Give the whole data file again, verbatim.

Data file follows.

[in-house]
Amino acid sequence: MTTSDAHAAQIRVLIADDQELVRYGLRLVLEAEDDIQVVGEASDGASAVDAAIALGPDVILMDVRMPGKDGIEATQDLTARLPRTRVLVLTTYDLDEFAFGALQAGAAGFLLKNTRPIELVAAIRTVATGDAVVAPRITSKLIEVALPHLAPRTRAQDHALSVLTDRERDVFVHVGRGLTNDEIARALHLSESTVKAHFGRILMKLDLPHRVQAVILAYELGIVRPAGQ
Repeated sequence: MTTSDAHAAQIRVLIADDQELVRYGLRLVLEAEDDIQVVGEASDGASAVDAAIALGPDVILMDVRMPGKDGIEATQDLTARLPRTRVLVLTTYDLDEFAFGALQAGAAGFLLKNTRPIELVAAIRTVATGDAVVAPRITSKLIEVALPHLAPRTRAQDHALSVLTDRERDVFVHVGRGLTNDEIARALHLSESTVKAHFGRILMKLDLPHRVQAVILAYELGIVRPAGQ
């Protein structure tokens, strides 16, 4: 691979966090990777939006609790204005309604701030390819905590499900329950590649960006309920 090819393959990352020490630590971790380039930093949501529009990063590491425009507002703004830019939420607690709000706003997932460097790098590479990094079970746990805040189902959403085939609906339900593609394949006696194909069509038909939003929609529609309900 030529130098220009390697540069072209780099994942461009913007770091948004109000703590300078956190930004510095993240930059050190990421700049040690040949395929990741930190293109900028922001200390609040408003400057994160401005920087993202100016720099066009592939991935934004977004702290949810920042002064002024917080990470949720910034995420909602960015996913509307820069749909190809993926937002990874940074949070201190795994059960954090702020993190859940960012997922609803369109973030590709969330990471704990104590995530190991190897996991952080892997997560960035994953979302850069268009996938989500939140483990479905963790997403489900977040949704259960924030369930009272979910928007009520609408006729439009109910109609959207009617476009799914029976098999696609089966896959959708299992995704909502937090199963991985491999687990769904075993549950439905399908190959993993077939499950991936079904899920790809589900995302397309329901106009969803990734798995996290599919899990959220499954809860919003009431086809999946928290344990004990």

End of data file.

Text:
[in-house]
Amino acid sequence: MTTSDAHAAQIRVLIADDQELVRYGLRLVLEAEDDIQVVGEASDGASAVDAAIALGPDVILMDVRMPGKDGIEATQDLTARLPRTRVLVLTTYDLDEFAFGALQAGAAGFLLKNTRPIELVAAIRTVATGDAVVAPRITSKLIEVALPHLAPRTRAQDHALSVLTDRERDVFVHVGRGLTNDEIARALHLSESTVKAHFGRILMKLDLPHRVQAVILAYELGIVRPAGQ
Repeated sequence: MTTSDAHAAQIRVLIADDQELVRYGLRLVLEAEDDIQVVGEASDGASAVDAAIALGPDVILMDVRMPGKDGIEATQDLTARLPRTRVLVLTTYDLDEFAFGALQAGAAGFLLKNTRPIELVAAIRTVATGDAVVAPRITSKLIEVALPHLAPRTRAQDHALSVLTDRERDVFVHVGRGLTNDEIARALHLSESTVKAHFGRILMKLDLPHRVQAVILAYELGIVRPAGQ
């Protein structure tokens, strides 16, 4: 691979966090990777939006609790204005309604701030390819905590499900329950590649960006309920 090819393959990352020490630590971790380039930093949501529009990063590491425009507002703004830019939420607690709000706003997932460097790098590479990094079970746990805040189902959403085939609906339900593609394949006696194909069509038909939003929609529609309900 030529130098220009390697540069072209780099994942461009913007770091948004109000703590300078956190930004510095993240930059050190990421700049040690040949395929990741930190293109900028922001200390609040408003400057994160401005920087993202100016720099066009592939991935934004977004702290949810920042002064002024917080990470949720910034995420909602960015996913509307820069749909190809993926937002990874940074949070201190795994059960954090702020993190859940960012997922609803369109973030590709969330990471704990104590995530190991190897996991952080892997997560960035994953979302850069268009996938989500939140483990479905963790997403489900977040949704259960924030369930009272979910928007009520609408006729439009109910109609959207009617476009799914029976098999696609089966896959959708299992995704909502937090199963991985491999687990769904075993549950439905399908190959993993077939499950991936079904899920790809589900995302397309329901106009969803990734798995996290599919899990959220499954809860919003009431086809999946928290344990004990």